IT'S a measure of how far Dublin have come under Anthony Daly that Kilkenny remain the last great Leinster citadel to conquer.
Since the Clare man took over from Tommy Naughton for the 2009 campaign, their progress has been tangible, even if it has hit a few speed bumps along the way.
After they beat Wexford in a replay last weekend, Daly pointed out that it was the fourth time the sides had met this year and Dublin had yet to lose – a stat that would have puffed the chests of Dublin's hurling fraternity back in 2008.
For the last four years, Kilkenny have ended Dublin's interest in Leinster, twice at the final stage. This year is tipped to be Daly's last in charge of the Dubs, and unlikely as it may seem, tomorrow could be his final chance to put the cap on his progressive term and take the mother of all scalps against the Cats in Portlaoise.
Perhaps the Dubs would settle for a good performance. Last year, against the backdrop of relegation to Division 1B and a Walsh Cup exit at the hands of Laois, Dublin were tipped to push Kilkenny hard. Only one team turned up and Dublin were wiped.
Much of the optimism going into that game was based on 2011, when they produced a brilliant performance to win a league title, before reaching the All-Ireland semi-finals, but it seemed their progress had stalled.
John Henderson knows both counties well. A Kilkenny All Star and All-Ireland winner at minor, U-21 and senior, he coached Dublin senior hurling side Cuala and had a brief stint managing the county's U-21 side.
He has a theory on why the Dubs haven't been able to match the heights of 2011. Henderson's U-21 side lost to Laois in the Leinster championship last year, a result that wasn't as much of a surprise as it appeared, as the Dubs had lost to the midlanders at minor in 2009.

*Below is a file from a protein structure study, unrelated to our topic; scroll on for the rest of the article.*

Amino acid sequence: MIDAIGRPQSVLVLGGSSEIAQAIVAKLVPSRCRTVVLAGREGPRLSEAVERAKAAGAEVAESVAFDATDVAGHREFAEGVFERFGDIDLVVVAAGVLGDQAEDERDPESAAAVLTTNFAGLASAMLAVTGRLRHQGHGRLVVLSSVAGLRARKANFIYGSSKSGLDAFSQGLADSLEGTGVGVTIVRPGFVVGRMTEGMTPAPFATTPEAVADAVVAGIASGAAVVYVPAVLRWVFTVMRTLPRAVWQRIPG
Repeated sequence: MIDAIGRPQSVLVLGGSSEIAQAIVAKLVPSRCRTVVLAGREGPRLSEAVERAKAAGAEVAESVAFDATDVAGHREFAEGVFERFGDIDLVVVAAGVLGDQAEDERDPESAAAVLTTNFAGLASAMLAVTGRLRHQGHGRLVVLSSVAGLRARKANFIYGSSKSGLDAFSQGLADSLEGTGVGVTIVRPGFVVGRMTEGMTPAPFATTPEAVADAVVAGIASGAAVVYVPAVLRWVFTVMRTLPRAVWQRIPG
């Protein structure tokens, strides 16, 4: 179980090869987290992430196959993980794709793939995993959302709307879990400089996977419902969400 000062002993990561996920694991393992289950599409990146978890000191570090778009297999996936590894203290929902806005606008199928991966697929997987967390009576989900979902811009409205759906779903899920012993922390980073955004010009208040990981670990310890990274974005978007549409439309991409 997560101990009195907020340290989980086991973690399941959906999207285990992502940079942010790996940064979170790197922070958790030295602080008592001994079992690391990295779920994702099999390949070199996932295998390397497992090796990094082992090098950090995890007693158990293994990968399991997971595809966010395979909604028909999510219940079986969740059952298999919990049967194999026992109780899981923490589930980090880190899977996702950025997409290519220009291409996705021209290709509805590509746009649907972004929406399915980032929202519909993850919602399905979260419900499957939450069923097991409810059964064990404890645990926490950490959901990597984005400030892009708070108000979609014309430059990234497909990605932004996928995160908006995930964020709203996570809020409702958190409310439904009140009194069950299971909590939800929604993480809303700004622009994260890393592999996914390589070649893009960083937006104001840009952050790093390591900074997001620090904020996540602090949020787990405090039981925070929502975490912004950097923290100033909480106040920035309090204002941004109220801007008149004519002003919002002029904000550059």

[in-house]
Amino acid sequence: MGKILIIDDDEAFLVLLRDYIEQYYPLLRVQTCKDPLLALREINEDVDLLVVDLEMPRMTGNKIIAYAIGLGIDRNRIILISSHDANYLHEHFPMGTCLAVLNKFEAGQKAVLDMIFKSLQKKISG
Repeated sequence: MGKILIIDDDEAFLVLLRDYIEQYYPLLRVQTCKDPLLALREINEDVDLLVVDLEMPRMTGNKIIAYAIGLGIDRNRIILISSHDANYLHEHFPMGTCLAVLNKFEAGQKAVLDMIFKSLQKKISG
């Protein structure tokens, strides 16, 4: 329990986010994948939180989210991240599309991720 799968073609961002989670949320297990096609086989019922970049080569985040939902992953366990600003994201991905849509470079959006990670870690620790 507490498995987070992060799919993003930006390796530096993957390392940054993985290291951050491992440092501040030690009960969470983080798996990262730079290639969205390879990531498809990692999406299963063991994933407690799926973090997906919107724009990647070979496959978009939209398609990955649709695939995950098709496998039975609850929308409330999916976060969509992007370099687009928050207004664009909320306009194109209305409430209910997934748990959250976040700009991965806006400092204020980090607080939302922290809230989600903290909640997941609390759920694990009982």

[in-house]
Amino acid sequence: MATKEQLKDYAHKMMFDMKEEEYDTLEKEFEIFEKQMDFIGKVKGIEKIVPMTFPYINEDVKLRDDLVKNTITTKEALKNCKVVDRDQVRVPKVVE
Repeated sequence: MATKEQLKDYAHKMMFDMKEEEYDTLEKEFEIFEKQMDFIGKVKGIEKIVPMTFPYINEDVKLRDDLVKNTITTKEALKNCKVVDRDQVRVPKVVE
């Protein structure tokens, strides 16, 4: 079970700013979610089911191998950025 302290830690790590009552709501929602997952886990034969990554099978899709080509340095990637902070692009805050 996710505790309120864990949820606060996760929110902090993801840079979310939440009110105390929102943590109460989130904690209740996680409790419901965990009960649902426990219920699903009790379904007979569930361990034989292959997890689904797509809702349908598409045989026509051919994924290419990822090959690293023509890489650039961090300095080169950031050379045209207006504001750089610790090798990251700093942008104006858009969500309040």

Henderson thinks that, while the underage system is producing winning teams, it might not be the best preparation for senior hurling.
"Maybe they are not producing the right type of hurler, they have a lot of the same type of players, who like to take the ball into contact.
"Where is the type of player who can bring them to the next level? You'll see that Dublin generally keep going back to the same six forwards. The likes of Ciaran Kilkenny and Cormac Costello were flair players who could play, but they are with the footballers, so the hurlers look snookered there."
Despite those setbacks and a miserable year last year, Dublin managed to win the Walsh Cup and promotion back to Division 1A, beating Limerick in the final. If lines of form reveal anything, that result looks all the more impressive after the Shannonsiders' win over Tipperary in Munster.
"Last year, they were set to give Kilkenny an awful lash," recalls Henderson. "And I know Kilkenny were ready, because they had started preparation a little earlier – but it never came.
"Dublin are under the radar again and have a more settled team. They have tinkered with lads like Liam Rushe and Conal Keaney. Stephen Hiney is back, too, and those type of players can make a team stronger."
"Still, I think they have slipped well down from the top four billing that maybe some people were giving them a couple of years back."
On the face of things, Offaly provided some hope when hitting four goals and taking a lead in at half-time, but fortune played its part too.
"They are not invincible," Henderson asserts, "but if you look at the goals, some of them were just the bounce of the ball and that won't happen on another day.
"Kilkenny is an ever-evolving team. Henry Shefflin has a fight on his hands to get fit. But you have Lester Ryan now in midfield, so Michael Fennelly can slot in at centre-forward .
Last year, they found Walter Walsh for the replay. You have a core set of players, but there are different faces coming in all the time.
"So, I don't think any analyst worth his salt will be going against Kilkenny this weekend. But Dublin are more settled now. You'd expect them to produce something along the lines of the performance they were meant to give last year."